US Secretary of State Antony Blinken will visit Kiev next week to show “unwavering” support after Moscow’s recent military build-up along the Ukrainian frontier with Russia, officials said on Friday.
The Kremlin in recent weeks sent up to 100,000 troops to areas near Ukraine's northern and eastern borders as well as to Crimea, raising fear of a major escalation.
But on Friday, Moscow said it had started withdrawing its armed forces.
Kiev and Nato welcomed the announcement.
Mr Blinken’s visit on Wednesday and Thursday is intended “to reaffirm unwavering US support for Ukraine’s sovereignty and territorial integrity in the face of Russia’s ongoing aggression,” State Department spokesman Ned Price said in a statement.
Mr Blinken will meet Ukraine’s President Volodymyr Zelenskiy, Foreign Minister Dmytro Kuleba and other officials during the trip.
He “will also encourage continued progress on Ukraine’s institutional reform agenda, particularly anti-corruption action,” the statement read.
Kiev has been battling pro-Russian separatists in the eastern Donetsk and Lugansk regions since 2014, after Moscow annexed the Crimean Peninsula.
Tension between Moscow and the West flared again on Tuesday when Russia’s Black Sea fleet launched live-fire naval combat exercises. The US sent a coastguard vessel to the region.
The US Congress is considering increasing aid to Ukraine and last week, the Senate Foreign Relations Committee unanimously voted to authorise up to $300 million in annual military aid, including "lethal assistance" such as anti-aircraft weapons systems.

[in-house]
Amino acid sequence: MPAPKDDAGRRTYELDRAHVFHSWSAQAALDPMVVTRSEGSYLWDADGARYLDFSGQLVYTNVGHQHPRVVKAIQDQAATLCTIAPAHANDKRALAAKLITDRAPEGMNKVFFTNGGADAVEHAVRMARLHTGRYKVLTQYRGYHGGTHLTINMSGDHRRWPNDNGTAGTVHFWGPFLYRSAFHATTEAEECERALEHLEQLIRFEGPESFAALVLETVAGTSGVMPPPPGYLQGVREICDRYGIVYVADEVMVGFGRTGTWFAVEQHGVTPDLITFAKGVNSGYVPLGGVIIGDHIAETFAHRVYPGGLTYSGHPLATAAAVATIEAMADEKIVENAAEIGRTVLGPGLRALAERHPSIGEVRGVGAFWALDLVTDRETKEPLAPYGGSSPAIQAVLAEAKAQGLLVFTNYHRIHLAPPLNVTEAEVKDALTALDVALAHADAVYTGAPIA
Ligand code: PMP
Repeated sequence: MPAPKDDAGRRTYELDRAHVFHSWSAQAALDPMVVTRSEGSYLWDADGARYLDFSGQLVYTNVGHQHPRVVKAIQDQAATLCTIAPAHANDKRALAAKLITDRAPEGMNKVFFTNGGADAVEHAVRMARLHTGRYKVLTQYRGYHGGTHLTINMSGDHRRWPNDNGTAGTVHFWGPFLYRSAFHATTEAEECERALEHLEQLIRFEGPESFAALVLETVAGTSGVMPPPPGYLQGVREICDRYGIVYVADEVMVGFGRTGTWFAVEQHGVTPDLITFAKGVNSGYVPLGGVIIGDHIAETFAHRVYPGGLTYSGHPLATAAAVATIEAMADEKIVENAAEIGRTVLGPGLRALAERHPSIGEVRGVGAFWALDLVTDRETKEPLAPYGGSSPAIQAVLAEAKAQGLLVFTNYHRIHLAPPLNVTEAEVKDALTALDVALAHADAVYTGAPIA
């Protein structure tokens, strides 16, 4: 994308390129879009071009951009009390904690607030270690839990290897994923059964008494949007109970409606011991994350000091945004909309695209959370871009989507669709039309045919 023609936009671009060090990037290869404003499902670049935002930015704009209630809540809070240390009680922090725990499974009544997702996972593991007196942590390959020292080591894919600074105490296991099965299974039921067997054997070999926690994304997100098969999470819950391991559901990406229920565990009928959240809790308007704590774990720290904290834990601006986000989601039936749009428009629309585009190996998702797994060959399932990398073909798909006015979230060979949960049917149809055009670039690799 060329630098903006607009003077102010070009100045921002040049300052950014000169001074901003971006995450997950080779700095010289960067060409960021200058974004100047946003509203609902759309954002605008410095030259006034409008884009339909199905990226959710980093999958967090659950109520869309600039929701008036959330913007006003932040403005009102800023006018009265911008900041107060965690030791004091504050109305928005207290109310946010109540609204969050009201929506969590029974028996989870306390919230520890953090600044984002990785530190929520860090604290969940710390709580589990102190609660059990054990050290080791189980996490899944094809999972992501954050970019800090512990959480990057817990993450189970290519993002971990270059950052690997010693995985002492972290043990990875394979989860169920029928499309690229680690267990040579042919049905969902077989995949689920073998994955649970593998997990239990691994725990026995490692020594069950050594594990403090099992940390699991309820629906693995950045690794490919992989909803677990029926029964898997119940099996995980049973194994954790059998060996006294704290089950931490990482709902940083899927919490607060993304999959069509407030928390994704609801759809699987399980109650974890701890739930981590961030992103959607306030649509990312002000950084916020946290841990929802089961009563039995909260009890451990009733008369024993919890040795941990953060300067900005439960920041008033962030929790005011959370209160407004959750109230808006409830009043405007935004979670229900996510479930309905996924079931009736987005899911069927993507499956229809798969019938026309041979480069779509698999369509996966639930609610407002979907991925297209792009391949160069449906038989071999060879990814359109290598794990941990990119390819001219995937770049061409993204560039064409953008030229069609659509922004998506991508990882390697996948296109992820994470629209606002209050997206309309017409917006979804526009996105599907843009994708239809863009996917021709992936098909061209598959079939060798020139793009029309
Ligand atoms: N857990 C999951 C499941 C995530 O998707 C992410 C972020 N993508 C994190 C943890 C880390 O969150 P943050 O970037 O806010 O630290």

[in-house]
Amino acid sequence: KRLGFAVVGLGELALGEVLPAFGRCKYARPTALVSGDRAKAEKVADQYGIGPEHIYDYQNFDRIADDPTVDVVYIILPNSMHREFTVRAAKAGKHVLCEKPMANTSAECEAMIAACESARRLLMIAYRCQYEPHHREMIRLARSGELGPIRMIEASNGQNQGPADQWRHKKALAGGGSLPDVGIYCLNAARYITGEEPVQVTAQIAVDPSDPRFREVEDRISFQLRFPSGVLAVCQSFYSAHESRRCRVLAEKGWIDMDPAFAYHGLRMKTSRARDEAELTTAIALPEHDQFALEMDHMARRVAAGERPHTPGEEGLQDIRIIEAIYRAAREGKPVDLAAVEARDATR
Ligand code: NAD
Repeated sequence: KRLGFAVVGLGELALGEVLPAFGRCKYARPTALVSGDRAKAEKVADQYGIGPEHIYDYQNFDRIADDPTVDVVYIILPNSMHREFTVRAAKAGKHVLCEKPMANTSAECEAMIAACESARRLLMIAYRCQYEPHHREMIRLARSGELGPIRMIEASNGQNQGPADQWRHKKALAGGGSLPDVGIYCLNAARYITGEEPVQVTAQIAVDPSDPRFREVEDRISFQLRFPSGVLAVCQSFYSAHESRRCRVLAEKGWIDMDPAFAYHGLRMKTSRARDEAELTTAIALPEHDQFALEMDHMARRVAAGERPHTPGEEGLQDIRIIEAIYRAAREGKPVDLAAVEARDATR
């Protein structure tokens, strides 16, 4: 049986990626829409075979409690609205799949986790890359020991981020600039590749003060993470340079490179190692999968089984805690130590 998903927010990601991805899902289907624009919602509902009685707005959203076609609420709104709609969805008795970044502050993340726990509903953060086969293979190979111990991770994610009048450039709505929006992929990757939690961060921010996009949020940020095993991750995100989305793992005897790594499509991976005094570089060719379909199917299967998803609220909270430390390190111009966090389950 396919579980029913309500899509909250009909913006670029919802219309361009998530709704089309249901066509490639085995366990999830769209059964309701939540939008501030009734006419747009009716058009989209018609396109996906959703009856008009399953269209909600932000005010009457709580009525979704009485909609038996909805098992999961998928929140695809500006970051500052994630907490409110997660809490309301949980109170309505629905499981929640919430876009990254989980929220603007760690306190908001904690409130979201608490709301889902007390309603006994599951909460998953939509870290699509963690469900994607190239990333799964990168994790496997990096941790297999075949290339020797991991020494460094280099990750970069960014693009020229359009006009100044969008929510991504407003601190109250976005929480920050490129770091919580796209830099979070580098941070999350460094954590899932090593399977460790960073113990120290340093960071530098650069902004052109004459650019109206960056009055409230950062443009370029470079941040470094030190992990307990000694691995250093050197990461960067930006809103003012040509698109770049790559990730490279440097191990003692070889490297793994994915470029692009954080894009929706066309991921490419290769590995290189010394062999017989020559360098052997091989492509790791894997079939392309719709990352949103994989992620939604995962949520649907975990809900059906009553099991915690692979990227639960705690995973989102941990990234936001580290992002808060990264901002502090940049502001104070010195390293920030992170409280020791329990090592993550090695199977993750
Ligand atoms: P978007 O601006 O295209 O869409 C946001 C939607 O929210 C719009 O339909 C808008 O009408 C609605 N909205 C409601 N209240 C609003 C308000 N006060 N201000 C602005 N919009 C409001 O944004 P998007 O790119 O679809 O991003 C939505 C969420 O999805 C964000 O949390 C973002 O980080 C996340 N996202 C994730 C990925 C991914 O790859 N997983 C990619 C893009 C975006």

On Thursday, the Senate confirmed the nomination of Victoria Nuland as Undersecretary of State for Political Affairs.
She is known for her strong views on Russia and supporting Ukraine, and in 2014 described Moscow’s invasion of Crimea as one that “shattered any remaining illusions about this Kremlin’s willingness to abide by international law”.
On Friday, US National Security Adviser Jake Sullivan told the Aspen Security Forum that Washington and Moscow were “actively discussing” holding a presidential summit in Europe this summer.
Mr Biden is expected to travel to Brussels in early June for the Nato summit.
The goal of the potential presidential meeting, Mr Sullivan said, would be to “get the relationship on a more stable path".
The US national security adviser spoke with his Russian counterpart Nikolay Patrushev to discuss plans for such an event. It was the second call between the two officials in 10 days.
Before visiting Ukraine, Mr Blinken will stop in London on Monday and Tuesday to attend the G7 Foreign and Development Ministers’ Meeting.
“The United States will discuss how we can work with other countries to address the key geopolitical issues we face as we build back better from this pandemic,” the statement said.
Australia, India, South Africa, South Korea and Brunei have been invited as guests. The meetings are part of preparations for the G7 Leaders Summit in Cornwall, England, in June, which US President Joe Biden will attend.
Mr Blinken will also meet Britain’s Prime Minister Boris Johnson and Foreign Secretary Dominic Raab while in London.